In an interview with Human Rights Watch, the secretary-general of Jordan’s Ministry of Interior, Mukhaimar F. Abu Jamous, said that Jordan would not alter its policy of refusing entry to Iraqi Palestinians. He said that Jordan already had a massive Palestinian refugee burden and could not take on additional Palestinians. The official said that because Iraqi Palestinians had no passport, only a Palestinian travel document, there was concern that once Jordan accepted Iraqi Palestinians, they would be unable to leave Jordan again, unlike ordinary Iraqis.109 To support this, the UNHCR has learned that the Iraqi border officials have stamped the travel documents of Iraqi Palestinians leaving Iraq with “right to exit, no right to return.” The Iraqi MoI also stated to the UNHCR that Palestinians who have fled will not have the right to return to Iraq.110 Abu Jamous of the Jordanian Ministry of Interior stressed that the Iraqi Palestinian issue should be resolved through regional burden sharing, but that even with international financial assistance Jordan would not allow the Iraqi Palestinians to enter its territory.111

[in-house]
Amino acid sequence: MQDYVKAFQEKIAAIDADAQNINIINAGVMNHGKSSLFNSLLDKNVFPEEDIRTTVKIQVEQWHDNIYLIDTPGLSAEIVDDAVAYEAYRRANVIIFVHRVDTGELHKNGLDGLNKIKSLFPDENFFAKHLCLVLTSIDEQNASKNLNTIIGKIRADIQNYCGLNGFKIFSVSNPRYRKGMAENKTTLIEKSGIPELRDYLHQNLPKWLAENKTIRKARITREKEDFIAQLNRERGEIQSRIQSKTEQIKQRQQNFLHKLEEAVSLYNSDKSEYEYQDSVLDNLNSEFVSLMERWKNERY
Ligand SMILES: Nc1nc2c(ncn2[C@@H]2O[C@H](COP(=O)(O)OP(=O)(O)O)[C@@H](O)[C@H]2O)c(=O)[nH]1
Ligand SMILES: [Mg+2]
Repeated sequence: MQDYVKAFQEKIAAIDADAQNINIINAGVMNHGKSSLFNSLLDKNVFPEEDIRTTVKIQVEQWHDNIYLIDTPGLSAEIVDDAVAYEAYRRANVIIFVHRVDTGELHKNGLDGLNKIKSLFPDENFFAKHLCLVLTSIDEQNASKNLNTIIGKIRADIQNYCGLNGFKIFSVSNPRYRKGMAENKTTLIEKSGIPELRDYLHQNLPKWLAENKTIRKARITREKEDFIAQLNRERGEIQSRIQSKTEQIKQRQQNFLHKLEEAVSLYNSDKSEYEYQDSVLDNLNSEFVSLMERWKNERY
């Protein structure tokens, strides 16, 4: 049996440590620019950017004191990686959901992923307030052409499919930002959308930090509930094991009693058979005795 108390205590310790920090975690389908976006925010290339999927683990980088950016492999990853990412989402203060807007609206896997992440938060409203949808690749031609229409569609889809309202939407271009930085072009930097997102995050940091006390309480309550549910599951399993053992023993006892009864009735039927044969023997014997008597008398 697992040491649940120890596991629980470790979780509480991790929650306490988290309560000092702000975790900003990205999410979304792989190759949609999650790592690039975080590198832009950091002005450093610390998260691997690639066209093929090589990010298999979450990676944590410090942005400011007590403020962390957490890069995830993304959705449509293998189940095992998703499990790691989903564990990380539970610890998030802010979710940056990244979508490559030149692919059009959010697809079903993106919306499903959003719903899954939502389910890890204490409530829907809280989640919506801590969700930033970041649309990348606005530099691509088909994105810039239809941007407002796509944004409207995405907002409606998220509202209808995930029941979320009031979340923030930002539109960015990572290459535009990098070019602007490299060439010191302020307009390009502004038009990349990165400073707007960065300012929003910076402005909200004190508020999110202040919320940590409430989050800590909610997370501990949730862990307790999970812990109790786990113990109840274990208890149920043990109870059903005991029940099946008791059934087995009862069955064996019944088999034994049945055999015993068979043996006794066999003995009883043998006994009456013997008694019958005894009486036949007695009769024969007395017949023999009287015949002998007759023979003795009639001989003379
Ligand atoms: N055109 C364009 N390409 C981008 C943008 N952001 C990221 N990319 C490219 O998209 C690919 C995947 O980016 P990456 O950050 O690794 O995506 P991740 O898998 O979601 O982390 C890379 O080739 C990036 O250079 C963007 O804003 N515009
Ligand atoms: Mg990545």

Syria’s Offer to Take Palestinian Refugees

With the renewed crisis at the Jordanian border, the newly elected Hamas-led Palestinian National Authority urged countries in the region to take in Palestinians fleeing Iraq, seeming to break with the position of the PLO that the Iraqi Palestinians should either return to Palestine or remain in Iraq.  During his first official visit to Syria, the newly-appointed Palestinian Authority foreign minister, Mahmoud Zahar, announced that he had received a commitment from the Syrian authorities to accept the Palestinians stranded at the Iraqi-Jordanian border.112 

The Syrian offer was a departure from its previous practice of sealing its borders to Palestinians, much like Jordan. It had previously allowed in a group of nineteen Palestinians, stranded at the Iraqi-Syrian border from October 4 to November 21, 2005, to go to its al-Hol refugee camp (a UNHCR-run camp mostly holding Iraqis), but only after extensive negotiations between UNHCR and the Syrian authorities.113